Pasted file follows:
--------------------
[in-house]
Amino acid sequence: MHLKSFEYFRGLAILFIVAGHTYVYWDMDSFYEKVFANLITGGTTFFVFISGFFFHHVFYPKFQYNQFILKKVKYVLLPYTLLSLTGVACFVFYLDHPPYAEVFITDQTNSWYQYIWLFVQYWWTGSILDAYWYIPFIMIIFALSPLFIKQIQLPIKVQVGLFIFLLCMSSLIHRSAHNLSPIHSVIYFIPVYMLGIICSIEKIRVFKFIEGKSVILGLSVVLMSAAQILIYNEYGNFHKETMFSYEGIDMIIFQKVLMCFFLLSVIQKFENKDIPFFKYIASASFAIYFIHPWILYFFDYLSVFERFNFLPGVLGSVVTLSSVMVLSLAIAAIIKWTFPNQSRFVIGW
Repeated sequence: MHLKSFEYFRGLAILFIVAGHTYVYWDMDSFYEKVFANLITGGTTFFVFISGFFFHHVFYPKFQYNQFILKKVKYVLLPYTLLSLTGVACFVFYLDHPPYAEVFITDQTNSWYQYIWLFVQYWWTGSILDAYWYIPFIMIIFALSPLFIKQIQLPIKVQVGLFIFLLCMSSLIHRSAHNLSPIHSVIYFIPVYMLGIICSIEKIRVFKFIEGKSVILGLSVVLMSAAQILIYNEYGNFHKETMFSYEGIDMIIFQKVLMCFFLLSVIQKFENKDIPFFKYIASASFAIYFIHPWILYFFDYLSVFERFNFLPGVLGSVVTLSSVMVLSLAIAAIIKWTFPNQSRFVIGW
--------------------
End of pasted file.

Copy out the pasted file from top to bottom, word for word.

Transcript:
[in-house]
Amino acid sequence: MHLKSFEYFRGLAILFIVAGHTYVYWDMDSFYEKVFANLITGGTTFFVFISGFFFHHVFYPKFQYNQFILKKVKYVLLPYTLLSLTGVACFVFYLDHPPYAEVFITDQTNSWYQYIWLFVQYWWTGSILDAYWYIPFIMIIFALSPLFIKQIQLPIKVQVGLFIFLLCMSSLIHRSAHNLSPIHSVIYFIPVYMLGIICSIEKIRVFKFIEGKSVILGLSVVLMSAAQILIYNEYGNFHKETMFSYEGIDMIIFQKVLMCFFLLSVIQKFENKDIPFFKYIASASFAIYFIHPWILYFFDYLSVFERFNFLPGVLGSVVTLSSVMVLSLAIAAIIKWTFPNQSRFVIGW
Repeated sequence: MHLKSFEYFRGLAILFIVAGHTYVYWDMDSFYEKVFANLITGGTTFFVFISGFFFHHVFYPKFQYNQFILKKVKYVLLPYTLLSLTGVACFVFYLDHPPYAEVFITDQTNSWYQYIWLFVQYWWTGSILDAYWYIPFIMIIFALSPLFIKQIQLPIKVQVGLFIFLLCMSSLIHRSAHNLSPIHSVIYFIPVYMLGIICSIEKIRVFKFIEGKSVILGLSVVLMSAAQILIYNEYGNFHKETMFSYEGIDMIIFQKVLMCFFLLSVIQKFENKDIPFFKYIASASFAIYFIHPWILYFFDYLSVFERFNFLPGVLGSVVTLSSVMVLSLAIAAIIKWTFPNQSRFVIGW